Whether that’s crippling a dirty snitch, harbouring a grudge toward your mother in law, or even indulging in self-pity, negativity has a juice to it that is addictive and perversely pleasurable.
Understanding the attraction of the Bad is a key step to becoming truly Good.
And if you’re committed to the Good, self-sabotage will have trouble finding a toe hold.
Your Friendly Neighbourhood Narcissist
This year I found myself in a desperate holding pattern.
I was wasting time drinking, smoking, and watching YouTube videos on my patio many evenings. My routine went to hell. I avoided responsibilities as much as I could, and I made little effort in almost any area of life. It wasn’t depression, but at times it seemed to be heading in that direction.
I tried to resist, but hopelessness kept rising up to meet my enthusiasm and, before long, overcome it.
Then, I came across an analysis of Sam Raimi’s Spiderman Trilogy.
Several times I felt a slight pressure of tears behind my eyes and a tingle down my spine.
Sometimes that’s how I react to deep epiphany.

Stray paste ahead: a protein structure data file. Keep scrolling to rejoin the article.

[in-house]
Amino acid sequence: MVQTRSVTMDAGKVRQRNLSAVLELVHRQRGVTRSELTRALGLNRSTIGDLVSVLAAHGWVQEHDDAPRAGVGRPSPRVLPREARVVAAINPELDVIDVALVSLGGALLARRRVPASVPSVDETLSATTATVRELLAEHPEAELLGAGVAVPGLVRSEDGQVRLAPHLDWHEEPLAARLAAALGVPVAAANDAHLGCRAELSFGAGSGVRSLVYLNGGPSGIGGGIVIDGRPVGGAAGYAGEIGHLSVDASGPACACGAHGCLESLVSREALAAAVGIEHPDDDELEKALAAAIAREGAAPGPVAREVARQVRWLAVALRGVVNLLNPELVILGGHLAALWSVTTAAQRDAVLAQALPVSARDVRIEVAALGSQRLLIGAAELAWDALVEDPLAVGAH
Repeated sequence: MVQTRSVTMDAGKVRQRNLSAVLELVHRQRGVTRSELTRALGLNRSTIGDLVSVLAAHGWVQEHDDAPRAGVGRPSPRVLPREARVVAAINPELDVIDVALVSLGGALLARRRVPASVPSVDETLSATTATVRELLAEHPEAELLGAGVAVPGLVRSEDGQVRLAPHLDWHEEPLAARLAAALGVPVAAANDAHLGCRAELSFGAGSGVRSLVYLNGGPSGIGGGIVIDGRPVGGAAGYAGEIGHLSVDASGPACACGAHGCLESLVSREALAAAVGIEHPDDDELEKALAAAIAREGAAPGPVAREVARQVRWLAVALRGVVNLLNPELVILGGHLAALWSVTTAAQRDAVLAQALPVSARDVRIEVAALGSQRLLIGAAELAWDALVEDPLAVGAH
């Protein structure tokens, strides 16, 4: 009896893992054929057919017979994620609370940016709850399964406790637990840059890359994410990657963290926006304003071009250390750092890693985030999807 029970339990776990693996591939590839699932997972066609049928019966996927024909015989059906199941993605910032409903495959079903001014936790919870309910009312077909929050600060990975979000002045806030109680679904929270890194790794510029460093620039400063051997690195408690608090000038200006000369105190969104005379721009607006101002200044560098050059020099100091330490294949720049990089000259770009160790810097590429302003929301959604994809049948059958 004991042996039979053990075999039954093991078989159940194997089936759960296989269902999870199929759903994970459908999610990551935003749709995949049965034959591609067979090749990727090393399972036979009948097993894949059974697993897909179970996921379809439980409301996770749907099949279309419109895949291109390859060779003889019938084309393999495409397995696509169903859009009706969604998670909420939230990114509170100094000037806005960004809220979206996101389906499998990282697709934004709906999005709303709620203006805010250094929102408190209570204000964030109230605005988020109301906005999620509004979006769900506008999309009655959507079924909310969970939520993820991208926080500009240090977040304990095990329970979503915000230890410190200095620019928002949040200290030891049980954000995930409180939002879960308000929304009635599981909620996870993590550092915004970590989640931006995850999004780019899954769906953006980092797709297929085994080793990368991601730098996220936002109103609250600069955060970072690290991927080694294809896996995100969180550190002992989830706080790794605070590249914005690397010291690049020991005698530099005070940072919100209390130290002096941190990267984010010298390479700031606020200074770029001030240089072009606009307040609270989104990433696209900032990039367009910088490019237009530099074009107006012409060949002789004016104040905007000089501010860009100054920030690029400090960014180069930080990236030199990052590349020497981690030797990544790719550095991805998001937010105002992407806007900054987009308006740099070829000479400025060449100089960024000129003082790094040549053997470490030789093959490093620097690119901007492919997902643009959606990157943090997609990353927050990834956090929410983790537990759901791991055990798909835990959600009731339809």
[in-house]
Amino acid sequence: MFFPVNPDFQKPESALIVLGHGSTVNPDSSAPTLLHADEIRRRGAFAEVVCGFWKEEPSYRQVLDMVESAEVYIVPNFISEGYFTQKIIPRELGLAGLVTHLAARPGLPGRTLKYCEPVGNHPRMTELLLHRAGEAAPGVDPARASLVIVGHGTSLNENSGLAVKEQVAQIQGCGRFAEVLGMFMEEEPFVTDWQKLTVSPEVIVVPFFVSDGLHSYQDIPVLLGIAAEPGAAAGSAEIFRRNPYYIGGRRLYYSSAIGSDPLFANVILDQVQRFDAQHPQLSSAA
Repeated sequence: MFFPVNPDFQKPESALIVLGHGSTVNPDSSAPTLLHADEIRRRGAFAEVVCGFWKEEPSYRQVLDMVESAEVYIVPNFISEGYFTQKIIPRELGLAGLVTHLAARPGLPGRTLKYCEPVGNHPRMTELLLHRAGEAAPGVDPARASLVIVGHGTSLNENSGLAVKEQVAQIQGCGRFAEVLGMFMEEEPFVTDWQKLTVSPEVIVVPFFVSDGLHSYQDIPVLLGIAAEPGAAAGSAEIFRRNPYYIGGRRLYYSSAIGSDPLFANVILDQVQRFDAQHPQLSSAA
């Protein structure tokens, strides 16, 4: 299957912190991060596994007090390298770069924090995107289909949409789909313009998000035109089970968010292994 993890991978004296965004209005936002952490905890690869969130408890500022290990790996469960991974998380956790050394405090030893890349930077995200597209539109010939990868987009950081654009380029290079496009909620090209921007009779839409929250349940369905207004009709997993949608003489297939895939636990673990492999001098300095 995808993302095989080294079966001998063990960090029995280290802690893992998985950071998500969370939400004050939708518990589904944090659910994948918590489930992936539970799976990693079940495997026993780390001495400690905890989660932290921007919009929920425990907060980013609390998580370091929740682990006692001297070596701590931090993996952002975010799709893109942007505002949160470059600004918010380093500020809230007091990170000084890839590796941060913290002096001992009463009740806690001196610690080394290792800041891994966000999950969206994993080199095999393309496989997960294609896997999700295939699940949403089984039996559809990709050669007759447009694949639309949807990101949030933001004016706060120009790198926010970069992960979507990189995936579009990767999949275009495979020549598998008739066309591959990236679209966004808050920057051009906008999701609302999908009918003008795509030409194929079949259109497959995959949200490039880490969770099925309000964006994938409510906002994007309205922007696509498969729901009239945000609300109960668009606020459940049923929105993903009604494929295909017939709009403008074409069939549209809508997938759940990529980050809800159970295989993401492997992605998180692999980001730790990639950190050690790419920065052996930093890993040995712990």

The analysis, expertly done, demonstrated how the trilogy explored grandiosity, or the inner narcissism that exists in us all.
Below I’ve clipped three sections that hit me hardest. In an almost uncanny way, this video paralleled a lot of my worst past behaviour and biggest mistakes.
(You can watch the whole thing from any of these clips by clicking on the ‘X’s on the timeline)
Note: I thought myself very humble and even self-effacing. When I describe my grandiosity and narcissism, bear in mind it was mostly unconscious. Thus - if you exhibit similar behaviour, you may also be “secretly grandiose”.
1. The Righteous Break Up
The “righteous break up” is followed by (or motivated by) identifying more deeply with your grandiose self-image.
(4:53 - 6:35)
I’ve broken up with more than one girl while I still loved her, justifying some sort of noble reason to avoid the truth – I was falling in love more with my grandiosity.
2. The Grandiose Retreat
Second, the “grandiose retreat” into isolation.
The feeling that you must do it alone or not at all leads grandiose people to retreat into isolation, usually when they most need help. Nothing has been so destructive to me than my compulsion to “go it alone”.